10. It will be seen that in none of these decisions did the Court direct itself to the question as to whether it had any authority to pass such an order or whence it derived that authority. The cases are, however, not on all fours with the cases before us. There is no appeal before us, The circumstances in the cases before us are different from the circumstances in the, cases to which we have referred, for in those cases the Courts were adjudicating on final orders in appeal. We sent for the records to satisfy ourselves as to the regularity of the proceedings of the courts in question. We may say in limine that the proceedings were perfectly regular. The matters having, however, come before us under Section 435, we can exercise the powers given by Section 439. Those are the powers conferred on a Court of Appeal by Sections 195, 423, 426, 427 and 428, or on a Court by Section 338, subject to certain qualifications, one of which is that a finding of acquittal cannot be turned into one of conviction under Section 439. None of these sections can be invoked except Section 423, and we have to see whether Section 423 has application. Section 423 lays down in respect of appeals that, in an appeal from an order of acquittal, the court may reverse that order. It may then take action towards further inquiry or towards a re-trial or may find the person acquitted guilty and sentence him. It lays down that in an appeal from a conviction the court may reverse the finding. If the finding is reversed, the sentence is necessarily set aside. Then the court may acquit or discharge the accused or direct his re-trial or commit him for trial. It may uphold the finding. In the latter case, there remains the sentence. When the finding is upheld, the sentence may be altered. The finding may be altered. If that is the case, the sentence may be maintained or altered, and if the finding be upheld, the nature of the sentence may be altered, but the alteration must not result in an enhancement. The section proceeds to lay down that in an appeal from any other order the court may alter or reverse such order. This exhausts Sub-sections (a), (b) and (c). They have clearly no bearing upon the present matters. Then follows the Sub-section (d). 'The court may make any amendment or any consequential or incidental order that may be just or proper.'
11. The nature of consequential or incidental orders under this sub-section was discussed by a Full Bench of the Calcutta High Court in Mehi Singh v. Mangal Khandu (1911) I.L.R. 39 Calc. 157. That Full Bench considered that the only consequential or incidental orders within the purview of the provision were orders which follow as a matter of course, being the necessary complements to the main order passed, without which the latter would be incomplete or ineffective (such as directions as to the refund of fines realized from acquitted appellants, or, on the reversal of acquittals, as to the restoration of compensation paid under Section 250) for which no separate authority is needed, and orders which, though ancillary in character, require more than the support of a criminal court's inherent jurisdiction and could not be passed without express authority. We agree generally with the view taken in the Calcutta decision, and, on that view, the order which we are asked to pass is not a consequential or incidental order. It cannot be said on this interpretation that the expunging of remarks from the record which reflect on certain witnesses is a consequential or incidental order. Such expunction would, in no sense, be consequent on or incident to the effective order of the court below, which in these cases is contained in the finding of acquittal. It remains to be considered whether, if we do what we are asked to do, we can bring our action within the scope of our authority by regarding such an alteration as an amendment which may be just or proper. It has been argued strenuously before us,--we have had the advantage of hearing the arguments of two of the most experienced counsel at the Bar,--that the word 'amendment' as used in this sub-section confers a very wide power upon the Court and that we can without scruple consider the provision, which allows us to make any amendment that may be just or proper, authority for expunging the remarks to which exception is taken. We are unable to accept that view. We can read the word 'amendment' only to mean in this connection amendment of an effective order of the court below. Here the effective order is the order of acquittal. It is impossible for us to amend that on these applications. We are debarred from interfering in any way with the effective order, for the reason that we are not asked to question the acquittals. Thus there is nothing which we can amend in the effective orders. In support of the view which we take to the effect that the word 'amendment' means amendment of an effective order, we refer to a decision of a Bench of this Court, Emperor v. Ram Piyari (1909) I.L.R. 32 All. 153, where a woman was convicted under Section 325 of the Indian Penal Code and sentenced to a month's imprisonment. The matter came before the Additional Sessions Judge in revision. The parties then applied to compound the case. The case could not be compounded under Section 345(5) of the Code of Criminal Procedure, but when the matter came up to the High Court, it was held that the High Court had authority under Section 423(d) of the Code of Criminal Procedure, to amend the order of conviction by substituting for it an order that the offence should be compromised. Such an order, it is to be noted, does not have the effect of an acquittal. There is no provision in Sub-sections (a), (b) and (c) for converting an order of conviction into an order permitting a compromise. Sub-section (d) clearly covered the case and gave authority for the action taken by way of amendment. The amendment was an amendment of the effective order of the court below. Similarly, in Abadi Begam v. Ali Husen Weekly Notes 1897 p. 26, a Bench of this Court altered an order of the Sessions Judge in which he had directed certain property to be handed over to the Magistrate as unclaimed property by directing that the Magistrate should dispose of the property according to law. At that time the clause in question had not come into existence, but the view taken in that application was accepted by the Bench in Emperor v. Ram Piyari (1909) I.L.R. 32 All. 153. There is also a decision of Stanley, C.J., in Gopi Nath v. Emperor (1906) 3 A.L.J. 770, in which he upheld an order of the Sessions Judge directing a greater amount of property to be restored to the complainant than the amount restored by the trial court. He acted under the authority of Section 423(d). He appears to have considered that he was making a consequential or incidental order, but we should have considered that he was rather amending an effective order of the court below.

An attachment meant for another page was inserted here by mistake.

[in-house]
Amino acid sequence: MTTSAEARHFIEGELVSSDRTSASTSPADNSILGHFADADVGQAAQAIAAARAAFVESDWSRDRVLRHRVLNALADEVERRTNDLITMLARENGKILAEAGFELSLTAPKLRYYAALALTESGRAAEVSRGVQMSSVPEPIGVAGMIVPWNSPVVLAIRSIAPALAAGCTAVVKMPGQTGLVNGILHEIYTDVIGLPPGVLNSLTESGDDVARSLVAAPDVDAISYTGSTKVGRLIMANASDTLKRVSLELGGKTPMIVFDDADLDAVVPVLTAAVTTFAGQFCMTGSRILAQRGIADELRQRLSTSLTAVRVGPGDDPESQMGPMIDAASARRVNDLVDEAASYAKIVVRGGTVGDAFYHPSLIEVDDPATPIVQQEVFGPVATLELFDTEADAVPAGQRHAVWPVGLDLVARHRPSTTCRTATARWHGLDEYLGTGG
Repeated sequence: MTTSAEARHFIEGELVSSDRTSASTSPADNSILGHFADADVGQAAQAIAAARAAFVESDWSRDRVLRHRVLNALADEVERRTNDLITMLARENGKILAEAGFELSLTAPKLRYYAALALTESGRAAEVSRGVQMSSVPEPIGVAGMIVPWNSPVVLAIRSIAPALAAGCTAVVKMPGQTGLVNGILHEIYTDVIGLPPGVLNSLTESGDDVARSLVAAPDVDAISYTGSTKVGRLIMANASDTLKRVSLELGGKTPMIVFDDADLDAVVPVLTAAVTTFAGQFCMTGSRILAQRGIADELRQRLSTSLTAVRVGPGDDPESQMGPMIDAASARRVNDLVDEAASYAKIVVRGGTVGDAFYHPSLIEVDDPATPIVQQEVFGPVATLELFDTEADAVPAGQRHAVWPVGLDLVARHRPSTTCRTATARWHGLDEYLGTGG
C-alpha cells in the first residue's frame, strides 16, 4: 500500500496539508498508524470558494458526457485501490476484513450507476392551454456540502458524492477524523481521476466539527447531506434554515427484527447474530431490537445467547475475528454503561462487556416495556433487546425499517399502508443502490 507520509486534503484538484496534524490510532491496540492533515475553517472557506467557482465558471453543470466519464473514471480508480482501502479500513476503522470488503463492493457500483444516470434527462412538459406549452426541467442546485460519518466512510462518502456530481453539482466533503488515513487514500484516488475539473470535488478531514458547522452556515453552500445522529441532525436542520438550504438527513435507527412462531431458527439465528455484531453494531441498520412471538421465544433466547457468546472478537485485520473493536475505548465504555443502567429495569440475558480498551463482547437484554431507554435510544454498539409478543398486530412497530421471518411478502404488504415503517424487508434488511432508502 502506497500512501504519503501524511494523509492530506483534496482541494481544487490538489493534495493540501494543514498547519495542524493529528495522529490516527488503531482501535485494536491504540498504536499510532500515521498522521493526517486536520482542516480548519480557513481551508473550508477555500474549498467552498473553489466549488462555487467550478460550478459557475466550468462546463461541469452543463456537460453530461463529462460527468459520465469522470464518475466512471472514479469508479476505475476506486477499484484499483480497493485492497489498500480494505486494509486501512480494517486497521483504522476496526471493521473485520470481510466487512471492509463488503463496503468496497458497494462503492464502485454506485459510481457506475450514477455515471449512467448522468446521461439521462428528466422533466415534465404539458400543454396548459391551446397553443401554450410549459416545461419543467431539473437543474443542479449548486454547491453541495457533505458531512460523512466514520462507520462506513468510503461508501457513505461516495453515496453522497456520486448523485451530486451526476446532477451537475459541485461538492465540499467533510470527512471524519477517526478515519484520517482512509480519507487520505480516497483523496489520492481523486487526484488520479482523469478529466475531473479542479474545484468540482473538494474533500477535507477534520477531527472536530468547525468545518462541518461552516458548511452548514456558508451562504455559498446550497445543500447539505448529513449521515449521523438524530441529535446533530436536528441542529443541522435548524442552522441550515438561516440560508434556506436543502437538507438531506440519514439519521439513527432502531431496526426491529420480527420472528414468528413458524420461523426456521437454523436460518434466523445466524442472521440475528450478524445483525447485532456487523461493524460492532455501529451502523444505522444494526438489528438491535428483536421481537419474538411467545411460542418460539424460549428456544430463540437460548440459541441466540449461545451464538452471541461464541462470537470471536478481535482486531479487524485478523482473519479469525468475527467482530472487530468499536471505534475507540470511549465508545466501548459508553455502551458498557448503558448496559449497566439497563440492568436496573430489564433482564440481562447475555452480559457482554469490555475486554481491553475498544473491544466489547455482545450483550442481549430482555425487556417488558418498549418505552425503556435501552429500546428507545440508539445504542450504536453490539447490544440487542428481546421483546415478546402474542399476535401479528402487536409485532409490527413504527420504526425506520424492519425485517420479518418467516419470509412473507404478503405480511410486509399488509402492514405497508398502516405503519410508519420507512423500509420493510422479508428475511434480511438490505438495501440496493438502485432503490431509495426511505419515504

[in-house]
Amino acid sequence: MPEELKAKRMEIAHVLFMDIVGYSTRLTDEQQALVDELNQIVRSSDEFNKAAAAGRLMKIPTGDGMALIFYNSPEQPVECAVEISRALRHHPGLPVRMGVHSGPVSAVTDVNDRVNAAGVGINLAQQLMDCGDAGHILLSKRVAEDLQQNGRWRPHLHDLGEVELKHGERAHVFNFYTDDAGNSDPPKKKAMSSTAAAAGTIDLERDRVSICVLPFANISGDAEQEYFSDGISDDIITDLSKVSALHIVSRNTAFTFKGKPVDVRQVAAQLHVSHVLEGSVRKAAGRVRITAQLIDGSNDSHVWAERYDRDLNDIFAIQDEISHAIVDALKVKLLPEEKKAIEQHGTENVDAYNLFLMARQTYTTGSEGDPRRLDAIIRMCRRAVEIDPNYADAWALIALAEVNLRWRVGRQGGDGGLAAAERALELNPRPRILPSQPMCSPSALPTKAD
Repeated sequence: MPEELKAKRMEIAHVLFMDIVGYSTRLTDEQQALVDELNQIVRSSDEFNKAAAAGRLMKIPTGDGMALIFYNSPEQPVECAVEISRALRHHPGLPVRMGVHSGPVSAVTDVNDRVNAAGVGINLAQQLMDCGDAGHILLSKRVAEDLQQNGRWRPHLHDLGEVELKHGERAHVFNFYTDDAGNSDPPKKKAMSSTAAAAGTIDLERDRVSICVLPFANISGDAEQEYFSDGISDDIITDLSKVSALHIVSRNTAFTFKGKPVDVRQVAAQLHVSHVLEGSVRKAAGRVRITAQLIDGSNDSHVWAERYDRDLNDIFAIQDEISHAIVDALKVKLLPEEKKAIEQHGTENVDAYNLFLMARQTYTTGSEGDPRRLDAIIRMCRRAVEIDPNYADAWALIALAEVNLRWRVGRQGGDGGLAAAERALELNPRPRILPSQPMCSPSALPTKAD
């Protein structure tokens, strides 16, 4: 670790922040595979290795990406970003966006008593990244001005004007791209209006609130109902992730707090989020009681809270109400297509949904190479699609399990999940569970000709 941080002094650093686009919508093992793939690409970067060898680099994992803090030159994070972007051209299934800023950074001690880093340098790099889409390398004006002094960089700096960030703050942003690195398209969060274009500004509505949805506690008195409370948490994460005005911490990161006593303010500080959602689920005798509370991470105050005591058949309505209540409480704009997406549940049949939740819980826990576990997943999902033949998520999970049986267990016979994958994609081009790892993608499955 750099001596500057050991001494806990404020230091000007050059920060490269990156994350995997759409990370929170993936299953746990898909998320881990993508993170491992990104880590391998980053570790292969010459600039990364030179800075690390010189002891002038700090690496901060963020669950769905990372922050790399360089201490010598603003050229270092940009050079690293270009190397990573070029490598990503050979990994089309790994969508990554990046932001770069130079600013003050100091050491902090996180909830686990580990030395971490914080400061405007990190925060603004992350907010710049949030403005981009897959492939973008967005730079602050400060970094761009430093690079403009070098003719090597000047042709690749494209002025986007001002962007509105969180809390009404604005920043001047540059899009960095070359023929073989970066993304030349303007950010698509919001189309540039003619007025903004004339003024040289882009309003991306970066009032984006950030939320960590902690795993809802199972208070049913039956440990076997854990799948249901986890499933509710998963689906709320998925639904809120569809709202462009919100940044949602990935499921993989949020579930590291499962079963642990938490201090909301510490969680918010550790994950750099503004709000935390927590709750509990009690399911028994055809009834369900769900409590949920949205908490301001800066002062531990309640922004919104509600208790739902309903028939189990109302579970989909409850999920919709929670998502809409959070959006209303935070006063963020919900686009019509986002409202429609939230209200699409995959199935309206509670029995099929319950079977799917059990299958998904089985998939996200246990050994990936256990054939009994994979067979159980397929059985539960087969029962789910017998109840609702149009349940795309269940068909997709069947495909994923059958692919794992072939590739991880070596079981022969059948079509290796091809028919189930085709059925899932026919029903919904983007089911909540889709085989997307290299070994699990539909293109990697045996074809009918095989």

12. All these decisions go to support the view, which we should have held in the absence of authority, that the word 'amendment' in this connection can only mean amendment of an effective order of the court below, and that the existence of the provision cannot give us authority to amend the judgments of lower courts by expunging passages which do not commend themselves to us in cases in which We have no authority to interfere with the effective orders passed by the courts. We are unable to find that this Court has any authority in such circumstances. This view was taken by one of us in Criminal Reference Chattara v. Basdeo Sahai and Ors. decided on the 4th of October 1920. If it be held that the grievances of persons who are unjustly criticized by courts of law in circumstances which obviate the effective orders of the courts coming before superior courts in appeal or revision, are so great as to require a special enactment for their protection, the matter is one for the consideration of the Legislature, but, as the law stands, we are satisfied that we have no authority. We, therefore, dismiss these applications.